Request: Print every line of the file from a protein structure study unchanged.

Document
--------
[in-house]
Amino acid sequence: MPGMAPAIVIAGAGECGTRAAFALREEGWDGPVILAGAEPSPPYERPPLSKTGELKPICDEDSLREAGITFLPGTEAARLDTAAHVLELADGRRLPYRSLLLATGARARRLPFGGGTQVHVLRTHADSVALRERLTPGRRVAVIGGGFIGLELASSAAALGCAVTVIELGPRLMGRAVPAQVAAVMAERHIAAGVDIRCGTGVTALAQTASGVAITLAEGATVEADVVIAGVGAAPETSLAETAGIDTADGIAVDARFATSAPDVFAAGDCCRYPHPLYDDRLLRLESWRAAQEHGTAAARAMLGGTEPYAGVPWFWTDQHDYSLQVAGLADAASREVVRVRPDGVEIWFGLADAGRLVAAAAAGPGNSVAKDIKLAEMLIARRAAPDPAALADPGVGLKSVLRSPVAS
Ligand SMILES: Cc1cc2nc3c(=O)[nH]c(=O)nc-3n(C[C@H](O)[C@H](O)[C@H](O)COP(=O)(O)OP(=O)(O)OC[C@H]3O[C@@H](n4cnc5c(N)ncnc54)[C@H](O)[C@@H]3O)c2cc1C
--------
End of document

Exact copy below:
[in-house]
Amino acid sequence: MPGMAPAIVIAGAGECGTRAAFALREEGWDGPVILAGAEPSPPYERPPLSKTGELKPICDEDSLREAGITFLPGTEAARLDTAAHVLELADGRRLPYRSLLLATGARARRLPFGGGTQVHVLRTHADSVALRERLTPGRRVAVIGGGFIGLELASSAAALGCAVTVIELGPRLMGRAVPAQVAAVMAERHIAAGVDIRCGTGVTALAQTASGVAITLAEGATVEADVVIAGVGAAPETSLAETAGIDTADGIAVDARFATSAPDVFAAGDCCRYPHPLYDDRLLRLESWRAAQEHGTAAARAMLGGTEPYAGVPWFWTDQHDYSLQVAGLADAASREVVRVRPDGVEIWFGLADAGRLVAAAAAGPGNSVAKDIKLAEMLIARRAAPDPAALADPGVGLKSVLRSPVAS
Ligand SMILES: Cc1cc2nc3c(=O)[nH]c(=O)nc-3n(C[C@H](O)[C@H](O)[C@H](O)COP(=O)(O)OP(=O)(O)OC[C@H]3O[C@@H](n4cnc5c(N)ncnc54)[C@H](O)[C@@H]3O)c2cc1C